Martin Wheeler – Systema
I got back from France a couple of days ago. Great to be back in LA for the summer. I’ve been on a whirlwind of seminars since February with many wonderful and generous practitioners of Systema and other arts. California, Argentina, Brazil, Germany, Wales, Holland, France, Hawaii, Florida plus a couple of personal trip thrown in for good measure, with everything from health and movement work, to working with police/military professionals from all around the world.
My body is still not sure which country it is in, I had to lick the tarmac to make sure. It tasted of mocha skinny frappe with a half twist, so I knew I was home. I am blessed to travel the world for so many years, experiencing Systema grow in the way it has. I am often asked for advice on what is the difference I see in Systema in the different countries and continents as I travel and the best way to change your training. And I do see differences as to the focus of the training from purely health work to only the combat aspects, but more often than not I see positive similarities of practitioners working on their art, on their abilities and more importantly on their pride.
The one thing I would encourage is that if you are studying and/or teaching Systema mainly as a fighting art, then let fighting inform you as to how to develop your art and not just your understanding of the art to solely inform you as to how to fight. Personally I have trained in many full contact systems, from stand up to ground fighting, for decades, plus years as a bouncer before I ever came to Systema, and I still grapple and spar on a regular basis as part of my training as many of you do.
Fighting has its own unique space in your consciousness, and it is important to understand how you work in a fight to apply Systema in combat. I always ask my students to be honest in their attacks, and as spontaneous as possible to test me. Obviously, if I am showing a concept or a drill, slower relatively cooperative work is essential, but beyond that, pressure, aggression, speed and power are essential. No fighting art is born in a vacuum. I train anything from 2-6 hours a day on average with many different types of people/fighters, often with multiples at once.
If I am not getting caught by the knife or punched, kicked and taken down on a fairly regular basis with the hundreds to thousands of spontaneous attacks I experience on a regular basis, at multiple speeds, with multiple attackers, powers, aggressions.. etc… then I know the people I am working with are not being completely honest in attacking me. And if they are not honest then I cannot make mistakes, and if I cannot make mistakes then I cannot figure out how to correct those mistakes and then teach what I have learned to those trusting me to know. Always allow yourself to make mistakes in front of others, conquering pride and fear is not just a feeling to be controlled by breathing techniques, they are tools to help you learn and be ok with learning.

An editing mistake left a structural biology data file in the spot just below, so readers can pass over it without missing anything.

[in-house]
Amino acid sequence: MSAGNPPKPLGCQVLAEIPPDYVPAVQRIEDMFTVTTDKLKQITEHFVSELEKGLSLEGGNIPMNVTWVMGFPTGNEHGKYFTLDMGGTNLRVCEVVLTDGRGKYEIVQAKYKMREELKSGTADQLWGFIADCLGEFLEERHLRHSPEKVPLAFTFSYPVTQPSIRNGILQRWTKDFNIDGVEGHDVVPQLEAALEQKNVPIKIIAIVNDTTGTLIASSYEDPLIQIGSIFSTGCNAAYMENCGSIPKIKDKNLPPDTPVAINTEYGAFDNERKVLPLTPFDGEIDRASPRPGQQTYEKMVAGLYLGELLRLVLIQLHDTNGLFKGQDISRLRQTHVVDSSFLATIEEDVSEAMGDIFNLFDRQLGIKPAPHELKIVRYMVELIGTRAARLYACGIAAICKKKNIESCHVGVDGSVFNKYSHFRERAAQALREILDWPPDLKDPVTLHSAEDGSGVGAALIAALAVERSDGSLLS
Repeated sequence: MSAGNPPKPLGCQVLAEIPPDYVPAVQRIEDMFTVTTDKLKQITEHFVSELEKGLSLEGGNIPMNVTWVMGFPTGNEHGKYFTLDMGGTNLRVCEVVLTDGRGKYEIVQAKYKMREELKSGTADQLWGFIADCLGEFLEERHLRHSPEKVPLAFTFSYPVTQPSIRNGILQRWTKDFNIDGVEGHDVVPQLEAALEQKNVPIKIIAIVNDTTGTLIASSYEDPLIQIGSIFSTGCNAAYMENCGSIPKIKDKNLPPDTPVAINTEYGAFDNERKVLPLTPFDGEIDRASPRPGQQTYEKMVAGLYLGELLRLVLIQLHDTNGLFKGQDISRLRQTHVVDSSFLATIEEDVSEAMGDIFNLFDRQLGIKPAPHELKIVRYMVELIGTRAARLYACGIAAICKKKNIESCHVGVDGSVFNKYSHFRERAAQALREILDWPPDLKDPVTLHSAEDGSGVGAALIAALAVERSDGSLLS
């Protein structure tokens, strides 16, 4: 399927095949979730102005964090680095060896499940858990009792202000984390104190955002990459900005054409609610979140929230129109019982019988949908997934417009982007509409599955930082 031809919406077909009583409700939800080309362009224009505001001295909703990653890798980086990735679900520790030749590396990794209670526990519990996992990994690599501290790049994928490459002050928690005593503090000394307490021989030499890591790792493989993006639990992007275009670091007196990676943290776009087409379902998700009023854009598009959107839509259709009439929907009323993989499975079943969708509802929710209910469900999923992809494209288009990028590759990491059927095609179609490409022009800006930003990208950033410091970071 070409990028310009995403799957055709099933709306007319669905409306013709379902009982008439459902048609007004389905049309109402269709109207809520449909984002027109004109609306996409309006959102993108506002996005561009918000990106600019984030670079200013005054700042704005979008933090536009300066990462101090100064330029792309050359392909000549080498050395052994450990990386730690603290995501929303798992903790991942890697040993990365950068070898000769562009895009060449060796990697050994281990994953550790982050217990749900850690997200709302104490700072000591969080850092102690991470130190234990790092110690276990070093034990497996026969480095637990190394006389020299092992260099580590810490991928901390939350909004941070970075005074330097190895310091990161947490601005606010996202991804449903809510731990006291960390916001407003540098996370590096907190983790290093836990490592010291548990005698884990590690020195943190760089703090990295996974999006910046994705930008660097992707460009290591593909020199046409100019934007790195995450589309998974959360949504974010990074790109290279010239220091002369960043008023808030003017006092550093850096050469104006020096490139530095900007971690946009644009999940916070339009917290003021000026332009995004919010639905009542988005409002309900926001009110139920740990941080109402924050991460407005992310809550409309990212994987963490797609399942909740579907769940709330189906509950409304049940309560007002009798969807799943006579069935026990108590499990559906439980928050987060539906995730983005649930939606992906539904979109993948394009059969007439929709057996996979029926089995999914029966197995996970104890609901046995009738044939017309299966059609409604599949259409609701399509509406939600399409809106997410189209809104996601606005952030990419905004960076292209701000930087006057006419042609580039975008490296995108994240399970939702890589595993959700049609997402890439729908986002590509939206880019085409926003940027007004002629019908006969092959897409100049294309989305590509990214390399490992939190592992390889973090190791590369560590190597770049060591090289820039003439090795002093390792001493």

If you are winning in training all the time you are essentially losing in reality. Each of you know why you train, for health, wellness, mentally and physically or whatever it is, I am fine with it and happy that you have found Systema to express that through. If you teach someone or learn how to deal with the world a little better through your teaching or training I am all for it. I find as many ways to learn, express and teach Systema as there are aspects to my own life. But if your desire is to understand Systema as a fighting art, there is only one path to that. Be as safe as possible, but also be honest, mainly with yourself.
Martin Wheeler in my opinion is one of the best in Systema. He is a decent and good hearted person. I got the opportunity to attend a seminar by Martin and learned a great deal. Not to mention an eye opener. Literally!
Martin teaches out in LA. If your out that way I would recommend you take a class. Martin has a few video’s for purchase – again I highly recommend them as well.